Après Bhutto: The National Interest
by Anatol Lieven; The National Interest; 12.28.2007
Benazir Bhutto’s assassination leaves U.S. policy towards Pakistan in tatters—but then, it was a pretty tattered policy to begin with. Too much of the U.S. approach—by the Democrats, the media and the think-tank community, to an even greater degree than the administration—has been based on three interlocking illusions: that Pakistan can be turned into a fully co-operative and obedient ally in the “war on terror” and the war in Afghanistan, when the overwhelming majority of Pakistanis oppose this and see it as contrary to Pakistan’s own interests; that the return of “democracy” in Pakistan, embodied in Ms Bhutto, would help to make Pakistan such an ally; that Pakistani society at present is capable of generating and supporting democracy in the Western sense; and that in overall U.S. strategy, it makes sense to subordinate Pakistan to the needs of the war in Afghanistan, rather than the other way round.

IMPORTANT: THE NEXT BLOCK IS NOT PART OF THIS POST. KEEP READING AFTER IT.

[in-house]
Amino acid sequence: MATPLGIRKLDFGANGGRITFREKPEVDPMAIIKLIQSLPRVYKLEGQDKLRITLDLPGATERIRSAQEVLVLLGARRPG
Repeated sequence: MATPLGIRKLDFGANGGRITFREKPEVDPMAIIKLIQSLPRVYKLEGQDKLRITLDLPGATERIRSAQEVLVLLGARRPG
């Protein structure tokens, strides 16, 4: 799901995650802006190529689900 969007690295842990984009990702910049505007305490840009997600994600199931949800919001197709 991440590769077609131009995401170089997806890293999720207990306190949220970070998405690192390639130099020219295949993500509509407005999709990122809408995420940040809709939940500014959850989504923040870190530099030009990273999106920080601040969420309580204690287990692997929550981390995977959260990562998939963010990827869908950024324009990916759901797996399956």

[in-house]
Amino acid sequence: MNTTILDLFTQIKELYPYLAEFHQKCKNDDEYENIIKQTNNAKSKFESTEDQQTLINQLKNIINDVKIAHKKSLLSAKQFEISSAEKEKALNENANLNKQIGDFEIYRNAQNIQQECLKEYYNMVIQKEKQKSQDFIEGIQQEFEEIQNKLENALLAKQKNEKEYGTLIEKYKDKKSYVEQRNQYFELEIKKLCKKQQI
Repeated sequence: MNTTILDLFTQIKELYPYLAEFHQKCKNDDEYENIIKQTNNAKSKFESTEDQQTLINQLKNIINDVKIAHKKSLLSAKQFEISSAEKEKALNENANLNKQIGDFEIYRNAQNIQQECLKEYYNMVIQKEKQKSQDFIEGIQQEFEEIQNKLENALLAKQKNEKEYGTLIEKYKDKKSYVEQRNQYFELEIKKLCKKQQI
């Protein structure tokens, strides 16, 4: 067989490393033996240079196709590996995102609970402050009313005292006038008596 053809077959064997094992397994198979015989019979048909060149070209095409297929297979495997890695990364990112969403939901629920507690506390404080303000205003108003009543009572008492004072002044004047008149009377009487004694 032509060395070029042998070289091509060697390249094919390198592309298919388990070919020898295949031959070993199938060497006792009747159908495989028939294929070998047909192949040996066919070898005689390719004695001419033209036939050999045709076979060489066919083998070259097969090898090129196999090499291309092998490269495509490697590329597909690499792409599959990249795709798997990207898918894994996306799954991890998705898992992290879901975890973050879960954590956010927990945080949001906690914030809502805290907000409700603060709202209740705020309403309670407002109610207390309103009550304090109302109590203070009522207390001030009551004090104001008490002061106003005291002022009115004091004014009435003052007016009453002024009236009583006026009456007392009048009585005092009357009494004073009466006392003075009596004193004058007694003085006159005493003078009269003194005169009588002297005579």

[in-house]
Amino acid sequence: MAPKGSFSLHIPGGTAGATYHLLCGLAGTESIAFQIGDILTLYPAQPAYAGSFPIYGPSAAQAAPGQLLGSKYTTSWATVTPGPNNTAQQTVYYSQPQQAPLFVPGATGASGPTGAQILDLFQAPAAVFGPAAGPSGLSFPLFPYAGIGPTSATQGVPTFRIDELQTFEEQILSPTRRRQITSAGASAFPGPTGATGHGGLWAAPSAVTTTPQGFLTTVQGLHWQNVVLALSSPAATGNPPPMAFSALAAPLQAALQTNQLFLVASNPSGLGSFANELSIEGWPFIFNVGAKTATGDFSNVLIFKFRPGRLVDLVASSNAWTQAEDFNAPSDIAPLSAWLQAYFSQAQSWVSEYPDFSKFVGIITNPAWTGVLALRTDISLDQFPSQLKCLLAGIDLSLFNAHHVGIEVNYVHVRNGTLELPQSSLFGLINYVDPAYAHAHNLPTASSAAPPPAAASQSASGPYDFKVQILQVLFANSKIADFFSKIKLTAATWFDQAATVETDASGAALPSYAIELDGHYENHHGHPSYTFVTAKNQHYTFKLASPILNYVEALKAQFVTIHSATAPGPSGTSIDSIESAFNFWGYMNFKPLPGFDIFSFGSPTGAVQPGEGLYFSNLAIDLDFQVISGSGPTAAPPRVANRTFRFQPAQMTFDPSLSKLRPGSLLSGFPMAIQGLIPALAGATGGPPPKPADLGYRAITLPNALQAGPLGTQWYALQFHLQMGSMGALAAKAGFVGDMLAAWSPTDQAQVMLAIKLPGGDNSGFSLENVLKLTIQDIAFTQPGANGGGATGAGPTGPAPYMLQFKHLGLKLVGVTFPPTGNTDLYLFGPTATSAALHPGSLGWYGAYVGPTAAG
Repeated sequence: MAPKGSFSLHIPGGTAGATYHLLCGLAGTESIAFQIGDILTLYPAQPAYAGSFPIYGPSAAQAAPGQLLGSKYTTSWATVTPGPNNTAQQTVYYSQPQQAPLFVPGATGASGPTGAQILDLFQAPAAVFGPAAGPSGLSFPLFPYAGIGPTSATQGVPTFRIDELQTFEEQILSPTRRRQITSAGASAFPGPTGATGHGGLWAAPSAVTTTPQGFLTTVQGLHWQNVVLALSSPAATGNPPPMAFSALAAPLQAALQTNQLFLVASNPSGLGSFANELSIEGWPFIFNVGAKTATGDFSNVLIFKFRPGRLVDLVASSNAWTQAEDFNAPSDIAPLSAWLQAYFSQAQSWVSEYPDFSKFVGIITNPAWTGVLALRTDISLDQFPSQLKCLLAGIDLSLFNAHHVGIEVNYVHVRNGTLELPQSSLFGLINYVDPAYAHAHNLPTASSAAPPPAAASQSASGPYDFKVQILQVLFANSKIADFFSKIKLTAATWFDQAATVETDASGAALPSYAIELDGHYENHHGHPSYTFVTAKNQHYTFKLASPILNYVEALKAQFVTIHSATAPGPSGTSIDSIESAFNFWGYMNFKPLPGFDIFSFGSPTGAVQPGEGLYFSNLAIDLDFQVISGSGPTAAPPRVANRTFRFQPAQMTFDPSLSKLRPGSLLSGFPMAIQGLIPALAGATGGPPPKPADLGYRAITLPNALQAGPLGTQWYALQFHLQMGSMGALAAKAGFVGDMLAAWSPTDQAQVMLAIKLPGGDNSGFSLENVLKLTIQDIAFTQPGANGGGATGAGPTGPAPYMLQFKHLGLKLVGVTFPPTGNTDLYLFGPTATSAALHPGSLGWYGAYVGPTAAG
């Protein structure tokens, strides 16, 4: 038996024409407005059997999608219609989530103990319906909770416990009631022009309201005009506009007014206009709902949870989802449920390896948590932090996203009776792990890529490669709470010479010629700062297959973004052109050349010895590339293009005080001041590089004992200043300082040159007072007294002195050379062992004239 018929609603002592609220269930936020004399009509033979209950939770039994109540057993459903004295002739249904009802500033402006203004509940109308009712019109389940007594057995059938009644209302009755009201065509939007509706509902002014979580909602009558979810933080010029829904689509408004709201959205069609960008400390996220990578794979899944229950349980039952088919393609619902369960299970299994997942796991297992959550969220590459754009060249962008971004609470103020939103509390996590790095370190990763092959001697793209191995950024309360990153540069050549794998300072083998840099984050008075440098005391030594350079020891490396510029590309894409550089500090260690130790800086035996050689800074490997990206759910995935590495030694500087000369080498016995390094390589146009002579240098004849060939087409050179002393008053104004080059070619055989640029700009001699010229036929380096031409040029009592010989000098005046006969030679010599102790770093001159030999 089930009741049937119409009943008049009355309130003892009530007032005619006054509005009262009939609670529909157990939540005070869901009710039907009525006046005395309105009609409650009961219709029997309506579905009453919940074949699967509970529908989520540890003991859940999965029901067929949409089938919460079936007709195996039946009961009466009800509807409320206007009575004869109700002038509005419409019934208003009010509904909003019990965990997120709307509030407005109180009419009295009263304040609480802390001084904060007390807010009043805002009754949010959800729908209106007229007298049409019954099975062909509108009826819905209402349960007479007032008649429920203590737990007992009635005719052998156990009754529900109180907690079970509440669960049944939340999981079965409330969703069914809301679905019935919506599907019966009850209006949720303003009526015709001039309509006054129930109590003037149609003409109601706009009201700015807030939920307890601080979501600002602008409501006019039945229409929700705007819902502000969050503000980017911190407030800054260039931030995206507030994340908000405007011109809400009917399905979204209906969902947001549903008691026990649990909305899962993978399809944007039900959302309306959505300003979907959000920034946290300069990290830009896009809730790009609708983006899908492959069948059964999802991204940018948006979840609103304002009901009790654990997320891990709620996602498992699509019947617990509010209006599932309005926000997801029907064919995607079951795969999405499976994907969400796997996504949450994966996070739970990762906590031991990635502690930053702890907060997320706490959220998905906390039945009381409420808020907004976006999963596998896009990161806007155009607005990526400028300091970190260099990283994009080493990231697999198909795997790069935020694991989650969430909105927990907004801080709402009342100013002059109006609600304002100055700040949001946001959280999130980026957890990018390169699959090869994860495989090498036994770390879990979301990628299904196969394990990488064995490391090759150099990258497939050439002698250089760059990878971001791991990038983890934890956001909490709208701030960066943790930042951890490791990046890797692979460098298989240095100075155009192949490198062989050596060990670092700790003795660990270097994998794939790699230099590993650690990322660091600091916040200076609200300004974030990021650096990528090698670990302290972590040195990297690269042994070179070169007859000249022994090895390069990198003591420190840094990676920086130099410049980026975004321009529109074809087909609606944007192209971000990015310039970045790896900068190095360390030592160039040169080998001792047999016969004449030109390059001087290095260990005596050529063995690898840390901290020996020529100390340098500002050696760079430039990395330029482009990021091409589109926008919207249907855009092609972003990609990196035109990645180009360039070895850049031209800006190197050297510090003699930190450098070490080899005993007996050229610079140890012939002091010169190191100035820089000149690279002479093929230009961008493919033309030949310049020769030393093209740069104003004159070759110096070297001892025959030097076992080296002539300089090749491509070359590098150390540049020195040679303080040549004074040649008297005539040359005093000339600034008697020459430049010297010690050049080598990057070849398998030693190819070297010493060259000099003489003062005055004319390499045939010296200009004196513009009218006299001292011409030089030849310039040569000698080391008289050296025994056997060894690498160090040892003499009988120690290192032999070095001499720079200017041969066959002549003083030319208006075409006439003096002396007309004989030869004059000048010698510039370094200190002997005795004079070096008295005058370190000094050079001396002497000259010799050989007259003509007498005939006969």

The latter confusion is made worse by the fact that no-one is quite sure any longer what U.S. strategy in Afghanistan actually is. Does the U.S. wish to continue a tough military struggle against the whole Taliban? Or does the administration intend, as the British and others urge, to imitate recent U.S. policy in the Sunni areas of Iraq and try to create a new alliance with local Taliban commanders, if necessary at the expense of the Karzai administration? If the former, then the U.S. and Pakistan are on an obvious collision course. If the latter, then the U.S. may come to pursue an approach close to the one that the Pakistani government has been following in its own tribal areas along the Afghan border—though so far, it must be said, with only very limited success.